A Film Critic Used His Review To Talk About Her Looks. So This Actress Wrote A Letter.

“Perhaps tighter jeans so my ass would get some more screen time?"

The New Yorker's Anthony Lane may have reviewed her film Gemini in a positive light, but when he wrote at length about what she looked like in it, Lola Kirke decided to speak up.

The review did address the Aaron Katz-directed movie — which also stars Zoë Kravitz and John Cho — and even praised Kirke's performance. That, though, was before he added essentially an entire paragraph solely about Kirke's character's appearance.

Lane wrote: "The role is hardly flattering; most of the time, she wears big jeans and a baggy gray top, while sporting the haircut from hell — brown bangs cut straight across, as if by a six-year-old with blunt scissors. At one point, in need of camouflage, she dyes the tresses blond but keeps the style."

In response, Kirke wrote a letter to the editor and took to Instagram, and begged the question of what the critic would have preferred seeing her wear. In addition, she addressed just how important it is in terms of how we, and the media in general, talk about women. 

"Perhaps tighter jeans so my ass would get some more screen time? Maybe a push up bra paired with a low cut blouse would have secured my place in the canon of heroines who succeeded against all odds without letting you forget both their youth and fertility?" Kirke wrote. "As for the hair, it seems the cut exceeds the designated dose of quirk we accept from women on screen."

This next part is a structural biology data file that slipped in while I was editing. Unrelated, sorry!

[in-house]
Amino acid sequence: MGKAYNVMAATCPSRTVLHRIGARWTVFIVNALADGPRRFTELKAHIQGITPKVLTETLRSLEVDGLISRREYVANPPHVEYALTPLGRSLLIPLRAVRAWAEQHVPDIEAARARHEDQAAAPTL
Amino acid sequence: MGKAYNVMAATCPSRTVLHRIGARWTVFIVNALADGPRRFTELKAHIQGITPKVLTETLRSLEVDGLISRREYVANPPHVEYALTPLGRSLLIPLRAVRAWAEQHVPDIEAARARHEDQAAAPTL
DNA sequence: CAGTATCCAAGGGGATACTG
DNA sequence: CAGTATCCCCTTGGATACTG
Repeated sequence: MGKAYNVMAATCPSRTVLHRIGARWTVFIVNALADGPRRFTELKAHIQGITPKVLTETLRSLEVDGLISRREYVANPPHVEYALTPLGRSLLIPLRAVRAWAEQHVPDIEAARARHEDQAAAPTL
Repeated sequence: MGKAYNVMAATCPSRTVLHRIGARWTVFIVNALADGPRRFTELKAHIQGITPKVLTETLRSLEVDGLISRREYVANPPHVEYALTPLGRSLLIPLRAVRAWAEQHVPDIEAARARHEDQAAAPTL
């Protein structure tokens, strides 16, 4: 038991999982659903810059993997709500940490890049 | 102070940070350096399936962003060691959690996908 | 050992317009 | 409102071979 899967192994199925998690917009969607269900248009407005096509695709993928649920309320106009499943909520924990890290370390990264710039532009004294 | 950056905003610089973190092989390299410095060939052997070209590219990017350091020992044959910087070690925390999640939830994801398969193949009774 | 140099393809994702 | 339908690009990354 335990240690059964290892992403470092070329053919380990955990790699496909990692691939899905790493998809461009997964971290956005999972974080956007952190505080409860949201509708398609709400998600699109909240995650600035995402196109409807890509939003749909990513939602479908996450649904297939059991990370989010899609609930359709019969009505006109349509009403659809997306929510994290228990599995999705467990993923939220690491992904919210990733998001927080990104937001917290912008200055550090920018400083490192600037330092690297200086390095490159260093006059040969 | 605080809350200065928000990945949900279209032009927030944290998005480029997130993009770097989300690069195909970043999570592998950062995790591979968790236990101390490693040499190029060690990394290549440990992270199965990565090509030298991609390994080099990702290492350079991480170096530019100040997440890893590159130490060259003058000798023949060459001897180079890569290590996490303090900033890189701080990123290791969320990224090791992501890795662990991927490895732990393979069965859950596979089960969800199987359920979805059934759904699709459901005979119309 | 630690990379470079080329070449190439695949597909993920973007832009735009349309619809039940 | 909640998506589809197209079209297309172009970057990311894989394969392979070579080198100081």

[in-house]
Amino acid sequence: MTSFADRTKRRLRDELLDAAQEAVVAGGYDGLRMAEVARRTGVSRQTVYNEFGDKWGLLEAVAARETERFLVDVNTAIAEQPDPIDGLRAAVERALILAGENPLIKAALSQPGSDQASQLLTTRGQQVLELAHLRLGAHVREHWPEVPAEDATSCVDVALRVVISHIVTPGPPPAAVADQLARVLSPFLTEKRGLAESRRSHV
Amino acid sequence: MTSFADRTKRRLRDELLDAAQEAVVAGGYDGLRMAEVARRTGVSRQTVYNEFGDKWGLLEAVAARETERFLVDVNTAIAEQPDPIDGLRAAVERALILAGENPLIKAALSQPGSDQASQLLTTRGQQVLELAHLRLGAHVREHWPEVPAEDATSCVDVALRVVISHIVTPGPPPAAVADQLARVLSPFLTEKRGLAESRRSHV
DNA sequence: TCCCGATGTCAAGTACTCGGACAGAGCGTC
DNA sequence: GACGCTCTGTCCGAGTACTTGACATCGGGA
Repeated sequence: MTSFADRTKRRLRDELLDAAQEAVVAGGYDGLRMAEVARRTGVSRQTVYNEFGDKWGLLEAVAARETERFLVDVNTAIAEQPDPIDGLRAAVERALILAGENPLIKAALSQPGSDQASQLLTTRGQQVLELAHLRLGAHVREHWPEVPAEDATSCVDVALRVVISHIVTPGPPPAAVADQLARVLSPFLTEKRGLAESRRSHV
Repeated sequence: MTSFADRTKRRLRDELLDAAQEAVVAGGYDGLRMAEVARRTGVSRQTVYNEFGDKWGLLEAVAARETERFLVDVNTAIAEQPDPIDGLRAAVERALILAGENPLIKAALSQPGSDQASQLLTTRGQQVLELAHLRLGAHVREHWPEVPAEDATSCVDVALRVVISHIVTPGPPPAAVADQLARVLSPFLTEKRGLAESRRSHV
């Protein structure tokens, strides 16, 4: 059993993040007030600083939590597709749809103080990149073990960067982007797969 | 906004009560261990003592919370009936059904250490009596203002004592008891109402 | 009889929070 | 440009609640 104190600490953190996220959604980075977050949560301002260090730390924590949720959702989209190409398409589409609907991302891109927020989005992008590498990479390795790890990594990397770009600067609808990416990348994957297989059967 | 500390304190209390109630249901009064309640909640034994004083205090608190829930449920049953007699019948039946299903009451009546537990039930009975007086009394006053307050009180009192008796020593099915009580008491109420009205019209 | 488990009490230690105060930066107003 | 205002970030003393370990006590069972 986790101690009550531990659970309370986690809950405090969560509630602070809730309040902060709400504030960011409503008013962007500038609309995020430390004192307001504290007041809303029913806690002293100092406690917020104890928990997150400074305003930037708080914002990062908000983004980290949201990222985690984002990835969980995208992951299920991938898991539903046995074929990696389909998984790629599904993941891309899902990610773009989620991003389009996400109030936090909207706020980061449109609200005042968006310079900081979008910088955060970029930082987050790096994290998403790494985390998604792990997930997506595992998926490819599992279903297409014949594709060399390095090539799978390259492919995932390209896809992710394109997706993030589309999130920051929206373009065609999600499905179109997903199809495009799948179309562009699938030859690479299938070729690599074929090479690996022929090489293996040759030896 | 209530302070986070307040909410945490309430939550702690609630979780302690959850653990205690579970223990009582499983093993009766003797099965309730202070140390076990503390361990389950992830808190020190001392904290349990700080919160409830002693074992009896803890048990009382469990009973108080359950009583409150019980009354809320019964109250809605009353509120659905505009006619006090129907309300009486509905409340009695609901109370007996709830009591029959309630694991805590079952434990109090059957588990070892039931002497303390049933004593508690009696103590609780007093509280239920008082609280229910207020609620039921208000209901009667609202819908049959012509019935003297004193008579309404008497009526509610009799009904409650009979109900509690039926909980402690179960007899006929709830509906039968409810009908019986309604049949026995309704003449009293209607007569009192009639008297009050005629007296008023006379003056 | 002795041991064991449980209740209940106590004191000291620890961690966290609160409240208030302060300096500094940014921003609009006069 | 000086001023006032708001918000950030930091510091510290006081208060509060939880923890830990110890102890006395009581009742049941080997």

Kirke pointed out that the costume "was no oversight, it was intentional." The end goal was not to make her "appear unsightly," she added, but "it was to show you that a woman is powerful and beautiful in the big jeans and baggy gray tops you so abhor."

Besides what Lane's words would have made her feel, Kirke noted that publications such as The New Yorker passes along thoughts and ideas to its readers, even if just a small degree, because "media is king." By passing on this interpretation of Kirke's Gemini character, she believed it was "a great detriment to our society" that they push "outdated standards of beauty."

While she doesn't take opinions like this to heart, Kirke concluded by explaining her disappointment over this "glib commentary" that was published "in this heated moment of vibrant discussion surrounding women's bodies," and that "liberal journalism needs to be adding an entirely different voice to this conversation."

Perhaps it's reviews like this that make the need for more female voices in cinema criticism

(H/T: Vulture | Indiewire)

Cover image: Neon

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